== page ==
Bahri, Deepika. “Marginally Off-Center: Postcolonialism in the Teaching Machine.” College English 59 3 (1997): 277-98. Print.

  • The central thesis of Bahri’s article is this: “This article locates postcolonial pedagogy within the context of institutional circuits of production and consumption.  Enabled by perceived conditions of lack (of power, authority, voice), the designated marginal academic and her stock in trade (the postcolonial text), I argue, are given the voice and authority to create a manageable, systematized, and consumable discourse of difference that, precisely through its production rather than despite it, leaves the normative intact.  The result is that instead of confronting the mechanisms of exploitation that produce a growing number of disenfranchised here and abroad, we find an acceptable substitute and are content with the appearance of making a difference.  Instead of expanding the limits of students’ experience with difference and diversity, our efforts merely contain them through a managed encounter with otherness.  Issuing from what is more or less an environment of institutional sanction for our counter-narratives, postcolonialism in the teaching machine is thus only marginally off-center; notwithstanding its potential for challenging the system, it ultimately participates in a system of selections and elisions that replicates the technologies of power it is charged with exposing” (278).  In considering this question in more detail, Bahri asks a rather straight-forward question, “how are the teacher and the text embroiled I the politics of postcolonialism?”  To answer this, she will consider the politics of difference as a means to understand the successes and failures of postcolonial work.
  • Bahri points out a central concern in postcolonial teaching that is shared with composition: how does one work through alternative/new forms of knowledge and perception in the academy in a critical way – a way that criticizes the system – when the very same system grants the opportunity to work through said forms of knowledge and perception? (279)  This is a problem she calls the “institutionalization of difference” (ibid.).  Further, for the postcolonial scholar, how does this teaching about “difference” and “other” not also produce “difference” and “other”?  In other words, the postcolonial pedagogue is constantly engaged in the production of difference for consumption by students.
  • Bahri is arguing for a materialist-historical approach to texts, not a metaphysical one.  This ensures that texts are approached in context – not for a putative objective aesthetic.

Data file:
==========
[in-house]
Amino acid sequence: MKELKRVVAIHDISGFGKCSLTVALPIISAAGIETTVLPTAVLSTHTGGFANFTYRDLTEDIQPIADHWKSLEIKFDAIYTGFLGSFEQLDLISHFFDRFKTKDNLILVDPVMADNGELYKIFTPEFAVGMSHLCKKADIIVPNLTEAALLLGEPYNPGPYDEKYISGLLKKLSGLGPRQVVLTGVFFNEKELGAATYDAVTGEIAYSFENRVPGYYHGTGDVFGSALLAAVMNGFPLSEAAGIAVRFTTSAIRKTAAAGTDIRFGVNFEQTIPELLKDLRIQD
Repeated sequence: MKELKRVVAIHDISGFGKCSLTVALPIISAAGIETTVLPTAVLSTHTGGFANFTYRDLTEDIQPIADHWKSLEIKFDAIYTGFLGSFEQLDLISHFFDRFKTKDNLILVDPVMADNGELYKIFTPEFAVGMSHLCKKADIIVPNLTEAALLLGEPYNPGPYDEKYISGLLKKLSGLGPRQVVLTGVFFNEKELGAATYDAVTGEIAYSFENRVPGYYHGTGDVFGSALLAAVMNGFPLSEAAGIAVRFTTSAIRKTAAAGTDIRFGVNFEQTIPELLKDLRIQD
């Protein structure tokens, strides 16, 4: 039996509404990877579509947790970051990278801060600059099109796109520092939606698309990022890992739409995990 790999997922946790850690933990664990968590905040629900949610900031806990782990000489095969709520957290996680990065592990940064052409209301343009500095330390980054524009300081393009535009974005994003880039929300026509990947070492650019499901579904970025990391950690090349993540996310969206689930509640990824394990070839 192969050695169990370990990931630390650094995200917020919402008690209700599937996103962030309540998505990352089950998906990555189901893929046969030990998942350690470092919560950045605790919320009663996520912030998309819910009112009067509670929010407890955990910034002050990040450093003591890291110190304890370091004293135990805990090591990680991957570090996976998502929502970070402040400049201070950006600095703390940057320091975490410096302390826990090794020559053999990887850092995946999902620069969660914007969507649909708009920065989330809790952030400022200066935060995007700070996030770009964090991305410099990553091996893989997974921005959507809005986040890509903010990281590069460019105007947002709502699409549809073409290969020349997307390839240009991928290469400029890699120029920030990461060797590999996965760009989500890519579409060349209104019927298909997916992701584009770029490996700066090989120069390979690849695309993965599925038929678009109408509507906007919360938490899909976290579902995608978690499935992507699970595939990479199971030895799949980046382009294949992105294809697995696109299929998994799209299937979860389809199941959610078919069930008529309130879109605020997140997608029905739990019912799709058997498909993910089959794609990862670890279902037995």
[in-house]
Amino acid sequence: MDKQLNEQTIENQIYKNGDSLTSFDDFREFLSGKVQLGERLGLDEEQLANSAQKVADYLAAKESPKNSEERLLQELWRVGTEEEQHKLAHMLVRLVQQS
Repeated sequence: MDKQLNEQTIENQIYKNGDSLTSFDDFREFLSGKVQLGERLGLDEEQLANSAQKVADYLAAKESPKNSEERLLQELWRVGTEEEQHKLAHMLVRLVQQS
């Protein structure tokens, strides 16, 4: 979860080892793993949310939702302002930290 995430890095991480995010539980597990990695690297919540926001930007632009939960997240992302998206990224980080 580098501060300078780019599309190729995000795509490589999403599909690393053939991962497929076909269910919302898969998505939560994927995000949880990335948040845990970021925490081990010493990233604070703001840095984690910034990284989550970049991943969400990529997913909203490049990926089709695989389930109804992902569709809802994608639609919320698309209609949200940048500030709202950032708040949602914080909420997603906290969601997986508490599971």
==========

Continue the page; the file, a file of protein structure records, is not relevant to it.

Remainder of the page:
• A central problem for academics – and composition scholarship in the English language – is that the university as an institution tends to offer a “piece of the pie” rather than initiate any substantive change in the power relations at work.  This creates “accommodation rather than transformation” (Mohanty, “On Race and Voice” 156) and further reinscribes the position of the postcolonial academic (or non-native English speaking/writing academic) into the university system.
  • The system that characterizes this movement (in the point above) operates on a circuit of desire (by the center/academy for difference), production (of difference by the postcolonial scholar), consumption (by the center student/institution), and exchange (the merit/pay/recognition of the 3rd-1st world scholar in the hegemonic institutional context).
  • B. identifies a great tension/question/conflict for postcoloniality that is also pertinent for critical pedagogy in composition:  “How critical and how subversive can it be if the postcolonial text continues to be allowed entry into Western academic space chiefly on the strength of its ability to acculturate students of Imerpium into global systems (how to expose students to non-canonical literatures, enhance their ability to be sensitive to ‘other’ cultures in order to prepare them for the global marketplace, and introduce students to major and minor lessons in world history)? (286)  In conducting this sort of pedagogy, B. claims it is important to use very relevant, relatable, NOW examples so as to not render the “Other” spatio-temporally absent; hence, vilifying the “present” other.
  • To remedy the problem of commodified postcolonial texts/pedagogy, B. recommends a critical engagement with the institutional and discursive context of its production and consumption.


1.     Postcolonial – a discursive formation that operates in the Western academy – the general period following the second world war in which various “nations” gained their freedom, as the compendium of settler and non-settler countries that were at one time colonized by any of various European powers, or as a general condition of the world in its late imperial and capitalist phase – the condition of the margin (280).

2.     An interruptive postcolonial pedagogy can hardly be formulated without a proper understanding of the directional flow of power relations and it’s positioning within them.  In current configurations of postcolonialism within the Western academy, the commodification of marginality for consumption within the modes of Western liberal multiculturalism serves to maintain the directional flow toward the same pole that has always dominated.  The fantasy so produced is assured a place within the academy because it reflects the strategies of containment, management, and deferral of difference. (293)

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